TO THE EDITOR:
Chronic lymphocytic leukemia (CLL) is the most frequent leukemia in Western countries, with an incidence increasing to 30/100 000 per years at an age of >80 years. According to recent International Workshop on Chronic Lymphocytic Leukemia guidelines, symptomatic/active disease requires therapeutic interventions aiming to improve overall survival (OS).1 Ibrutinib is a first-in-class Bruton tyrosine kinase inhibitor (BTKi) that has changed the treatment paradigm of both treatment-naïve (TN) and relapsed/refractory (R/R) patients.2 This therapeutic option has high rates of responses but also a not neglectable toxicity in the published clinical trials with accurately selected candidate patients.3-5 Few real-world studies regarding patients treated with ibrutinib are available, integrating the information reported by trials, although not focused on patients that are over 80.6-10 We aimed to retrospectively evaluate ibrutinib in a cohort of older patients with TN or R/R CLL to retrieve real-world information for safety and effectiveness of the drug.
We performed a multicenter, national study enrolling 60 consecutive patients diagnosed with TN or R/R CLL who were ≥80 years old, with a median age of 81 years (range, 80-87 years) at ibrutinib start. Patients starting ibrutinib in label from January 2014 to March 2021 were enrolled from 6 Italian sites (Table 1). Second-generation BTKis were not available as compassionate use or in clinical trials. The median observation period was 27 months, with a maximum of 87.7 months. The study was approved by the Istituto di Ricerca e Cura a Carattere Scientifico Ca’ Granda Ospedale Maggiore Policlinico and was conducted according to the Declaration of Helsinki.
A total of 13 patients (21.7%) achieved nodal complete response (CR; bone marrow evaluation not performed), 40 (66.7%) achieved partial response (PR; 88.3% overall response rate), and 7 (11.6%) achieved stable disease (SD). Discontinuation because of progressive disease (PD) occurred mostly in R/R patients and in 1 TN patient, whereas discontinuation because of toxicity occurred in 8 R/R patients and 6 TN patients. Median progression-free survival (PFS) was 51.8 months (95% confidence interval [CI]: 47.4-56.2), and median OS was 53.2 months (95% CI: 43.3-63.0), as most patients died after PD. Patients achieving a response during ibrutinib experienced a prolonged PFS compared with patients achieving SD (P < .0001).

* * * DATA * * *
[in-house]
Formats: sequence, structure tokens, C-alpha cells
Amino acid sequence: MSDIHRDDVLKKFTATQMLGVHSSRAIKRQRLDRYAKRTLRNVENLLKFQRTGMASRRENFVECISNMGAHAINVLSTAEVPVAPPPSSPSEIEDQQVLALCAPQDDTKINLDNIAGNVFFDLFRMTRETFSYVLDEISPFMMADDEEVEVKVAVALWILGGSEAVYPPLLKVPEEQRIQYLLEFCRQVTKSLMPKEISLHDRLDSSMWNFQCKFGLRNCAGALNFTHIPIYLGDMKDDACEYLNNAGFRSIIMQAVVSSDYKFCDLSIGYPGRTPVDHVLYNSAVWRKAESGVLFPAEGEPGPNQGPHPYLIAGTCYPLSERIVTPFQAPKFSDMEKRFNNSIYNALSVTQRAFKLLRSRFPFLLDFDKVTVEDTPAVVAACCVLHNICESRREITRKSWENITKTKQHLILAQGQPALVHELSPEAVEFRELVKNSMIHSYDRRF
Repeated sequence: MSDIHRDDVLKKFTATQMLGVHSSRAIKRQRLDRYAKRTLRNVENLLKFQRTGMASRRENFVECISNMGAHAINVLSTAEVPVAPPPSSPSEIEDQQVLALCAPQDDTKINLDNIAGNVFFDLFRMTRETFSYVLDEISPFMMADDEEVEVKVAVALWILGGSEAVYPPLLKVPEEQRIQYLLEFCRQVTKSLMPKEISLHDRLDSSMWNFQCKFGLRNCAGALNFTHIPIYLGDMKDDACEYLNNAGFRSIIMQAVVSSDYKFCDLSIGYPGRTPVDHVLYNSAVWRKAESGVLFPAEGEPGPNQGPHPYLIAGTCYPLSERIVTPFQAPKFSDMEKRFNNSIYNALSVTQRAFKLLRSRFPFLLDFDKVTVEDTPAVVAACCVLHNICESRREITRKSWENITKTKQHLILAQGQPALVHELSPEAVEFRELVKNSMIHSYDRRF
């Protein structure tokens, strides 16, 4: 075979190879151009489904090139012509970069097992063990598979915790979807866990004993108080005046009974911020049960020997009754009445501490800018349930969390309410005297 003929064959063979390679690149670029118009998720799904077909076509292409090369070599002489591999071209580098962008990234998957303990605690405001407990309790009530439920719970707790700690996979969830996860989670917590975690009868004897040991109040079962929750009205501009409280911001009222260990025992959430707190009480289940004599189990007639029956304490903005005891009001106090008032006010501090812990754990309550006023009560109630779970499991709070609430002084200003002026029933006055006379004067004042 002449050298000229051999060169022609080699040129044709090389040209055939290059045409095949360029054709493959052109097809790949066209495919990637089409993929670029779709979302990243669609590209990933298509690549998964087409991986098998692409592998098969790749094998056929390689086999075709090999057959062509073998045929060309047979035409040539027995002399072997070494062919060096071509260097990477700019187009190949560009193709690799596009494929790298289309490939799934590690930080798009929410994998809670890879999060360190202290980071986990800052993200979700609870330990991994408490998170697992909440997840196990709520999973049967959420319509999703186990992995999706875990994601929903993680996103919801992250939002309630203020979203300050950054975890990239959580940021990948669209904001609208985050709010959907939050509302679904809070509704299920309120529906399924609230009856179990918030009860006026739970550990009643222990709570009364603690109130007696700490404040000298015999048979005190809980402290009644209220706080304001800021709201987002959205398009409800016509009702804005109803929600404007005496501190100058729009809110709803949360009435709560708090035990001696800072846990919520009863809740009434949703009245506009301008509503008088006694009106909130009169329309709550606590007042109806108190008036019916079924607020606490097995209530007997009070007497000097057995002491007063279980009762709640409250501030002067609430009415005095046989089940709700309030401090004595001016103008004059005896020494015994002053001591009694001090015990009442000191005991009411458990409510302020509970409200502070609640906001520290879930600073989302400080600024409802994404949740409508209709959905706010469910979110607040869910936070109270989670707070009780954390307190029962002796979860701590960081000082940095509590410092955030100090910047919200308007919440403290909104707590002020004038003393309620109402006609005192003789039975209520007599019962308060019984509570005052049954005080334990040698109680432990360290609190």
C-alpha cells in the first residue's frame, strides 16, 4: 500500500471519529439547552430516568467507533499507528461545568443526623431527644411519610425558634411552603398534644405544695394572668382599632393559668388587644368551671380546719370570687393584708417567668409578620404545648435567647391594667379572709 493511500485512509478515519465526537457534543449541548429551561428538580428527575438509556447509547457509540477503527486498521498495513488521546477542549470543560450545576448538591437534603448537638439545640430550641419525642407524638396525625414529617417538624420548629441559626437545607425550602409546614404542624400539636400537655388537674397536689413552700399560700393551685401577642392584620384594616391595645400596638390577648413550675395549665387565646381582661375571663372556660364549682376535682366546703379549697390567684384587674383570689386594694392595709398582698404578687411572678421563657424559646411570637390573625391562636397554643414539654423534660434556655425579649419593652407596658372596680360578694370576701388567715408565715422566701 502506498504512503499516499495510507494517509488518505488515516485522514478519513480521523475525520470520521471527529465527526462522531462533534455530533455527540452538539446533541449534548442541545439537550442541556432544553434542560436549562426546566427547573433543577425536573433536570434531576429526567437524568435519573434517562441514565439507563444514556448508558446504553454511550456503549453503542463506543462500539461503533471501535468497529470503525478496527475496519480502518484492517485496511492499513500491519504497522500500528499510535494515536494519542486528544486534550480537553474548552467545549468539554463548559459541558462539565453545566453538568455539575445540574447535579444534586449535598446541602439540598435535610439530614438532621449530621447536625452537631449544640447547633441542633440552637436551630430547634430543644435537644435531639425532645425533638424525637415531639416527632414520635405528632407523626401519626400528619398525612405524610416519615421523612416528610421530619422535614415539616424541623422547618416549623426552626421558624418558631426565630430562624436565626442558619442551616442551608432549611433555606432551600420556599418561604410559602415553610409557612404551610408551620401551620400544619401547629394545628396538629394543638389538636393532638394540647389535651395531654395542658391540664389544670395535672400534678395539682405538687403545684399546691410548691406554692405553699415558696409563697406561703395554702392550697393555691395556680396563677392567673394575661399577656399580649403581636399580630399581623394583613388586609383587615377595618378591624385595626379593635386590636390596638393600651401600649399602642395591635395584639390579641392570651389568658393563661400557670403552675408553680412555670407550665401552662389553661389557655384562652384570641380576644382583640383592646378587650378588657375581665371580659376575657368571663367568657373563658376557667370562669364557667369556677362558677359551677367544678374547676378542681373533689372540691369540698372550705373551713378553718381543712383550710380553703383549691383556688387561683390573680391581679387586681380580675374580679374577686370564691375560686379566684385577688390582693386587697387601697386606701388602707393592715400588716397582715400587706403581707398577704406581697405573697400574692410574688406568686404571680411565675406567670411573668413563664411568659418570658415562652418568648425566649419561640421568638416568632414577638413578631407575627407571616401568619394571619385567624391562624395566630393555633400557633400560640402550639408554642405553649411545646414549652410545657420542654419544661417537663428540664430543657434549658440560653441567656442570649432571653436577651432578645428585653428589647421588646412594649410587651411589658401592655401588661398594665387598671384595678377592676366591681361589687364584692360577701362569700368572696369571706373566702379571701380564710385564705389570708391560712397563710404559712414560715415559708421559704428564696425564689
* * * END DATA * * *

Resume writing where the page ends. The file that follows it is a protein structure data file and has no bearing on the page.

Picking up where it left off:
A median PFS of 69.7 months (95% CI: 46.1-93.2) was achieved in patients not experiencing temporary drug withholding (7-30 days), whereas patients who had drug interruptions had a median PFS of 49.7 months (95% CI: 35.4-63.9; P = .079); a total of 10 patients (28.6%) among the 35 patients who did not temporarily suspended ibrutinib then permanently discontinued the drug, and among the 25 patients experiencing drug withholdings, 19 patients (76%) discontinued treatment (Figure 1).
At least 1 adverse event (AE) occurred in 41 patients (68.3%), the most common grade ≥3 AEs being respiratory tract infections (23%) and neutropenia (6%). Nineteen patients (31.6%) experienced a cardiovascular event: 9 patients (15%) had atrial fibrillation (AF), 6 (10%) had hypertension (HTN), 1 (1.6%) had heart failure, and 3 (5%) had acute coronary syndromes. Cumulative incidence of AF and HTN was 9% and 6%, respectively, at 6 months, 13% and 10% at 12 months, and 16% for both at 24 months, with a median time to AF of 6.6 months and to HTN of 6.7 months. AF and HTN were grade 2 in all patients. All patients with AF received anticoagulation, and no thrombotic strokes occurred. Hemorrhagic diathesis (grade ≤ 2) occurred in 4 patients, with no major bleedings. OS did not differ between patients experiencing or not experiencing AF during treatment (P = .39).